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Kavitskaya D. Crimean Tatar
Lincom Europa, 2010. - v, 131 p.

Crimean Tatar is a Turkic language of the West Kipchak subgroup, spoken mainly in Ukraine’s Crimean peninsula and in Uzbekistan, as well as in small communities in Russia, Bulgaria, Romania, and Turkey. Crimean Tatar consists of three major dialects: the Central dialect is currently used as the standard variety while the Northe and Southe dialects are endangered.

The vowel system of standard Crimean Tatar distinguishes eight vowel phonemes. Crimean Tatar has backness and rounding harmony, as is the case in many Turkic languages (most notably, Turkish). However, rounding harmony is quite different from other Turkic languages, being licensed only by the first two syllables of the word.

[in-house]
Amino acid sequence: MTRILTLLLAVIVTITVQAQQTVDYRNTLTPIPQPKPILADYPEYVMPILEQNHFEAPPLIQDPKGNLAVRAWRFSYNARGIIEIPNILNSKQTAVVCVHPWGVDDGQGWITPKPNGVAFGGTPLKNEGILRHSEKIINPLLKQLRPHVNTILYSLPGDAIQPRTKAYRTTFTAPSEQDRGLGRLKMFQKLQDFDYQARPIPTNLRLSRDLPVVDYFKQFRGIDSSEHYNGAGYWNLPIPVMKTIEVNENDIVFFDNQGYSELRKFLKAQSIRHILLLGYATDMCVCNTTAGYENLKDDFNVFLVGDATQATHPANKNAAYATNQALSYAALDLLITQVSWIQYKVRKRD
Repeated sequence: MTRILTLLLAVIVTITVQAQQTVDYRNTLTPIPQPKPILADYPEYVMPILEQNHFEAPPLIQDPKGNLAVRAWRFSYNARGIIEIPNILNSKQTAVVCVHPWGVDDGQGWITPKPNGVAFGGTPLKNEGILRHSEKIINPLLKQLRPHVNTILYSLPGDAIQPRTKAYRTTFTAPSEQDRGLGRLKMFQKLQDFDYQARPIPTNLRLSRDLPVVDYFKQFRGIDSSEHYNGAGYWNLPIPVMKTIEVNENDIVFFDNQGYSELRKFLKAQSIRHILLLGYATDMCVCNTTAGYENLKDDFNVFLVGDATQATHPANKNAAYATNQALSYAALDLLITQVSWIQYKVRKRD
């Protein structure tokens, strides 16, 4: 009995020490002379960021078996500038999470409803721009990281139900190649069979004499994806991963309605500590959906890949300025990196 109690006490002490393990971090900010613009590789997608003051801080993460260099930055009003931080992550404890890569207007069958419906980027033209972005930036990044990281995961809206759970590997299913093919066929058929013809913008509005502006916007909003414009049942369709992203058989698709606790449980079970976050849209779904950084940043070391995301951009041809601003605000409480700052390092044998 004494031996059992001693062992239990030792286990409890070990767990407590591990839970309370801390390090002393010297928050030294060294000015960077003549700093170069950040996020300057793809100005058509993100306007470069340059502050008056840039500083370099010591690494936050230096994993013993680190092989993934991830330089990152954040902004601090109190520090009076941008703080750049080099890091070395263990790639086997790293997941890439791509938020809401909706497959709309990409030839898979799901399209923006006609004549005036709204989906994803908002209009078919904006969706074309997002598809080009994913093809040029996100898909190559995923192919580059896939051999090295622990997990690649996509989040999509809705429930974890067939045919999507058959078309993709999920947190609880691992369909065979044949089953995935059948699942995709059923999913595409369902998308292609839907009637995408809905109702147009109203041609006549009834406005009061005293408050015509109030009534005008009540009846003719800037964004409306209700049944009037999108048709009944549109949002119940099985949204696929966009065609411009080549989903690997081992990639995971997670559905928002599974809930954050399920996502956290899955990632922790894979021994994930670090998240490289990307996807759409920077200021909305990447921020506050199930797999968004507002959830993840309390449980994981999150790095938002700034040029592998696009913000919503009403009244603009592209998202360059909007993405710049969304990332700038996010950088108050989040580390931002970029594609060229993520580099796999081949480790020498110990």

The inflectional morphology of Crimean Tatar is exclusively suffixing, and derivational morphology makes use of both suffixation and compounding. Syntactically, Crimean Tatar uses the usual Turkic pattes; however, the word order is not strictly SOV, possibly reflecting Russian influence. Complex sentences are formed through the coordination of clauses with or without conjunctions. Fully embedded clauses are formed with non-finite verb forms such as participles and converbs. This book contains the first full description of Crimean Tatar to appear in English or in any other language. It covers all major aspects of the phonology, morphology, and syntax of the Central dialect of Crimean Tatar, and it also mentions the unique features of the Northe and Southe dialects where possible. Three texts in Central, Northe, and Southe Crimean Tatar with interlinear glosses and English translation are included.